I remember the first time I recognized God’s presence. I was about six, and I had a six-year-old type of crisis. I’d just returned from a camp and left behind my favorite doll. I used to snuggle that doll every night, right into my chest, so that when she was missing, that spot felt hollow. I tried bunching up my quilt and cuddling it in that spot, but it didn’t fit quite right. I couldn’t sleep.
So instead, I prayed. God, please help me get my doll back. It’s hard to sleep without her.
To complicate matters, my family was leaving the very next day for Missouri. I could barely sleep with one doll-less night. How would I manage a whole week? Not to mention, she’d been left outside, at a dirty sandy camp. How would she ever survive a single rain storm? There simply wasn’t time to make the several-hours trek north to get her before our vacation, and the mail would never get her there in time. I thought up several plans, but none were feasible.
I prayed through another sleepless night.
The next day, my mom’s sister, my Aunt Joani, called and said she was coming home from the camp a few days early (she’d been working up there). She’d found something she thought I’d want. She showed up at our door–holding my doll!
My six-year-old self saw God so clearly in this. It seemed impossible, and it was, except for God. Evidence of God surfaced all over the place in my life, in some of the worst, most painful circumstances.
In fact, He doesn’t just hint at His presence–He FLOODS our terrible days, our low points, with Himself.
I met fellow writer Kristy Cambron at a writing conference a few years ago, and recognized in her that same awareness of God’s presence, the same dependence on God. That made me like her right away, but I also liked the rest of what I got to know in her. She’s an artsy person, having studied art history, and has a heart overflowing with kindness. She’s one of those people who can make you feel encouraged in only a few sentences (and maybe a hug).
In the years that followed our meeting, she endured many difficult life experiences, all crammed close together, and she clung to God with amazing trust. She saw God working behind the scenes of everything going on in her life, no matter how heartbreaking, and continued to become even kinder, more encouraging, and more trusting. She’s a rare, beautiful person with a heart for God and other people.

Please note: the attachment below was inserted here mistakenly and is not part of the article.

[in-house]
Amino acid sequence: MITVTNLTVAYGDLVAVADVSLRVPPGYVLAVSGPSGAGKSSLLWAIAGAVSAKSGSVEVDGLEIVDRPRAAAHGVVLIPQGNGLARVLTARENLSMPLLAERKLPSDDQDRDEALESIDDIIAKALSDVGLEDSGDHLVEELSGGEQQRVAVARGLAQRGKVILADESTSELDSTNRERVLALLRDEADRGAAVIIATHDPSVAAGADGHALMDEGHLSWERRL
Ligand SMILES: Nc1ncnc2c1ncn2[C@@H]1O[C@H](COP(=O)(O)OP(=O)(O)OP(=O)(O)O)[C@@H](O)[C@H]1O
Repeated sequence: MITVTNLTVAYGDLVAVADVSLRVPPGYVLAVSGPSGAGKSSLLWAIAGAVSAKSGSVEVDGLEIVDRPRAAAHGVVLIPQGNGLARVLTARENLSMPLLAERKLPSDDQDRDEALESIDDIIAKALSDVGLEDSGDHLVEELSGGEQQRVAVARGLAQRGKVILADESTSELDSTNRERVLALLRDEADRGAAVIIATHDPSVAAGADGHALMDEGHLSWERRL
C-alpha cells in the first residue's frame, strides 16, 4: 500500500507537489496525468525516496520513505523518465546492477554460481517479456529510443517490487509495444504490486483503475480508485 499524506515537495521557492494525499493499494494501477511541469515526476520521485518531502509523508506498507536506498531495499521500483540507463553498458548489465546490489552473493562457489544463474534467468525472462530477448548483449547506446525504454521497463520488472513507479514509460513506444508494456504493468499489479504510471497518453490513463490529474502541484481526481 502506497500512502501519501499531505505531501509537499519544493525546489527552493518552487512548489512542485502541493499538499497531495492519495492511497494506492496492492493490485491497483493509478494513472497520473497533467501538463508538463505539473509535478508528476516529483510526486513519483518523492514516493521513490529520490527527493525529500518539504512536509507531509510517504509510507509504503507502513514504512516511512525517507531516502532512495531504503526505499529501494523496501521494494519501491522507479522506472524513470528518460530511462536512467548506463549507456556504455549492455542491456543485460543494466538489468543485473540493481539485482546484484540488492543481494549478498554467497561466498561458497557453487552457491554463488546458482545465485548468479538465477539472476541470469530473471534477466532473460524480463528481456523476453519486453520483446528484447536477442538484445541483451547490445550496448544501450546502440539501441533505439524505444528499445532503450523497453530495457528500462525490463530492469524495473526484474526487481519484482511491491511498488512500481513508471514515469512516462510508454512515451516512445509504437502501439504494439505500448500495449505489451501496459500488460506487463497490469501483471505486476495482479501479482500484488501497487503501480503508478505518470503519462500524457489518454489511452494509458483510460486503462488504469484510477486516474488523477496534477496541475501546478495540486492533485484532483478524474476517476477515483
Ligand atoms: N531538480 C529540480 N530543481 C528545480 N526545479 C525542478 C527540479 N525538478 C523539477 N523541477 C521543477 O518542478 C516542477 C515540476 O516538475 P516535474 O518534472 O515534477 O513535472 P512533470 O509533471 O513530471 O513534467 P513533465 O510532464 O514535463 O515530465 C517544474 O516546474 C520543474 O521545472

And then she poured all of who she is into a book. It’s the most stunning work of art I’ve ever seen on a page. I don’t often do book reviews on this blog, but this book resonated so deeply with me, and I wanted to share a little bit of it with all of you, and tell you what struck me about it.
Following a young Viennese violinist through WWII, Kristy’s story “The Butterfly and the Violin” looks at the question, “where is God in all this mess?” The main character witnesses awful realities–and even endures Auschwitz, a prisoner camp for Jews and their supporters. In the midst of this horrific pain, she struggles to see anything but ugliness in the dreary, heartbreaking camp.
Auschwitz is about the worst place on earth I could imagine being–the worst possible circumstance. Yet Adele recognizes God’s presence there. And not just traces of it–the full-blown, majestic presence of God filling her life. And if God can show up in a desolate, pain-filled concentration camp, how might he flood your awful situation? He was there for six-year-old me, missing my security doll, and He’s been there in my adult life crises, too.
This book is the result of submitting your work to God’s hands, and seeing what He’ll do with it. The truths here are HIS truths–those He desperately wants to share with you to ease your hurt, to bless you with the great magnitude of His personal love for you. There’s absolutely nothing like God’s presence, and it’s portrayed so perfectly through this novel.
I hope you all are as encouraged as I was by reading this wonderful story.